Digitalisation is the word on everyone’s lips in the North Sea supply chain, a partner at EY has said.
Derek Leith, EY oil and gas tax partner, said UK oilfield services (OFS) companies were trying to work out how to make best use of innovations around data gathering and analysis.
Mr Leith said the opening of the Oil and Gas Technology Centre (OGTC), backed by £180million worth of Aberdeen City Region Deal funding, could “not have come at a better time”.
He said: “It’s an exciting time in terms of what innovation can come out of the technology centre and the digital piece is an important part of that.”
OFS firms are also trying to understand where the best opportunities exist in a “changing world of exploitation of hydrocarbons”.
As well as broadening their service capabilities, they need to determine the best markets and regions in which to ply their trade.
Mr Leith said: “Big OFS companies will want to be in all regions, but for smaller UK outfits, what other markets can they go into and hope to make money?”
A new report by EY said more innovative, structural change would be required to return the sector to growth long-term.
The study, titled Review of the UK Oilfield Services Industry, said sector turnover fell 15.5% in 2016 and that figures for 2017 also point to a decline.
But the report authors said prospects for a recovery in 2018 were very real.
EY first reported on the sector seven years ago after deciding there was a hole in the market for a comprehensive assessment of its value to the UK economy.
The findings are partly drawn from 2016 financial statements submitted by UK incorporated entities, and quarterly reports from listed companies.
Mr Leith said: “Our general theme around OFS is that we will continue to anticipate some measure of consolidation as people try to work out which markets they want to play in and which services they want to provide.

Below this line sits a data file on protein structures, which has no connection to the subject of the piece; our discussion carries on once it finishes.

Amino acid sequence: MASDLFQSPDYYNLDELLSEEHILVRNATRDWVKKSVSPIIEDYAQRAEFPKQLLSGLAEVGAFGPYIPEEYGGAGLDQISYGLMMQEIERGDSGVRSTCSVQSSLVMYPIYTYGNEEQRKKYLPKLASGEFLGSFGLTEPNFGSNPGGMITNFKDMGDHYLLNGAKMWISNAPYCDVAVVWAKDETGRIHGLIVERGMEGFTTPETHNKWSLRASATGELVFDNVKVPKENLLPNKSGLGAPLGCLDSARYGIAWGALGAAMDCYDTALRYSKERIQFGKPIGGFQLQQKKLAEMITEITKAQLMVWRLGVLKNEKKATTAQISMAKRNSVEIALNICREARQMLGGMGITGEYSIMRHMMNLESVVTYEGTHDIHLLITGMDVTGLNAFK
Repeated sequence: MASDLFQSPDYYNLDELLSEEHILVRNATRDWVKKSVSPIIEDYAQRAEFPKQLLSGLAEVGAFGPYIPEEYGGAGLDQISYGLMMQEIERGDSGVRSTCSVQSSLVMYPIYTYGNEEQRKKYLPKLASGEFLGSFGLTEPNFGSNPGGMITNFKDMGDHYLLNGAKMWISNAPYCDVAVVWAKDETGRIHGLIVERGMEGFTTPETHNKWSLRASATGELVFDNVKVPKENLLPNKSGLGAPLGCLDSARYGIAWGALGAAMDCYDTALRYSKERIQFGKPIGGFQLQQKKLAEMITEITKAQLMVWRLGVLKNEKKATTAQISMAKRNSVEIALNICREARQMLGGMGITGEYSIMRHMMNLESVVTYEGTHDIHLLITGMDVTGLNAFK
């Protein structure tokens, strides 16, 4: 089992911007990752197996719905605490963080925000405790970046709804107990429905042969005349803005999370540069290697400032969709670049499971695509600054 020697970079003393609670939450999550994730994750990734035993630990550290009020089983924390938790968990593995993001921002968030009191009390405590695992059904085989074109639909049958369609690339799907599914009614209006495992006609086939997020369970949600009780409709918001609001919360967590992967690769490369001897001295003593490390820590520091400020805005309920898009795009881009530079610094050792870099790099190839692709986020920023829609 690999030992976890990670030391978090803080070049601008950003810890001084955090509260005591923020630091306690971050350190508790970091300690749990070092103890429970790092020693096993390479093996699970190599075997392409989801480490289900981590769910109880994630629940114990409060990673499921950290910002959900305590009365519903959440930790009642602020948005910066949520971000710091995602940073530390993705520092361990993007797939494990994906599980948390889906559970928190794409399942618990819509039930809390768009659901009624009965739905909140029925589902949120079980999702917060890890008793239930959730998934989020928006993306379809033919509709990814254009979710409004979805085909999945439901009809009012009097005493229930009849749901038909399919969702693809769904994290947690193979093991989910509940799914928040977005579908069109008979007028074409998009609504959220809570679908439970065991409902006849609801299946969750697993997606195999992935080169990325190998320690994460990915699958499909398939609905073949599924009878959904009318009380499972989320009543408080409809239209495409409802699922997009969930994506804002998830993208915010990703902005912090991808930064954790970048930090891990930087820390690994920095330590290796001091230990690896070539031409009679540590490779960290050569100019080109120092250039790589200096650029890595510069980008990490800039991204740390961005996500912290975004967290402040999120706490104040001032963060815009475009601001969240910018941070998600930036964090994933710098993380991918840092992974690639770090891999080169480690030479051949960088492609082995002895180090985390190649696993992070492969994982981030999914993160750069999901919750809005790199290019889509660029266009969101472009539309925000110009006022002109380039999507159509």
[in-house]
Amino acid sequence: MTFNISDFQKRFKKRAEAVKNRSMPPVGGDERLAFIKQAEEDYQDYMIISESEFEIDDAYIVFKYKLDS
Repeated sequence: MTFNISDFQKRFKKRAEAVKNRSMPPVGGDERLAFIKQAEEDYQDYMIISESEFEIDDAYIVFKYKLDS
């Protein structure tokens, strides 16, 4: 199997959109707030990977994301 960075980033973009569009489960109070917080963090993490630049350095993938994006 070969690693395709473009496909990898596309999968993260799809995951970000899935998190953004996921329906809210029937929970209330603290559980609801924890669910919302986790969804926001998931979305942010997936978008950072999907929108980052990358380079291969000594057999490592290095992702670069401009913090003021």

“At the same time, we expect to see a number of high technology companies emerge that feel they’ve got something really impactful in terms of oil and gas exploitation.”
The report is aimed at a large audience, including OFS companies, who could use the figures as a benchmark.
Government agencies will also take an interest. EY felt analysis of the North Sea’s worth too often focused on production taxes.
But those payments collapsed in recent years due to low crude prices and high costs.
Mr Leith said: “It would be tempting for some to question the importance of North Sea industry if it is not generating production taxes.
“But production taxes are just one facet. All of the contracting companies which make up the OFS segment are employing people and undertaking economic activity, which has an effect on the local economy.
“OFS makes a very significant contribution to taxes, through payroll tax, national insurance and corporation tax, for example.”
A vibrant OFS sector is needed to help operators maintain production and make sure the UK does not have to import all of its oil and gas.
The segment will also play a big part in the push to reduce the cost of decommissioning.
Last summer, the Oil and Gas Authority (OGA) said the bill for North Sea decommissioning could total almost £60billion.
But the regulator said it would strive to knock at least 35% off the total. A large chuck of the bill will have to be paid by taxpayers, so there is a prize at stake for government.
While the OGA is not set up to regulate the supply chain, it is in the organisation’s interests to help prevent the supply chain contracting too far, Mr Leith said.
“If you take everything back to the bare minimum, then suddenly no one’s got the resources to meet demand in the market,” he said.
“It puts companies in a position of frantically having to try to attract resources. Anyone who tries to recruit a number of people in a hurry will know you have to offer higher salaries.
“So before you know it you’re back to cost inflation, so the OGA will be interested in the sector.”
Mr Leith also said EY still expected merger and acquisition activity among OFS companies to pick up – after a false start.
He said: “If you go back two years, commentators were predicting more transactions than we’ve seen. We’ve seem deals with Technip and FMC Technologies, and Wood Group and Amec Foster
Wheeler, but we have not seen consolidation among the smaller players.
“Everyone called it wrong two years ago. People expected the low oil price to really drive transactions and take out some of the numbers of companies who operate in the supply chain.
“The supply chain has an enormously long tail of small companies. That was bound to disappear, but it hasn’t. We would still expect that to happen to some extent, however.”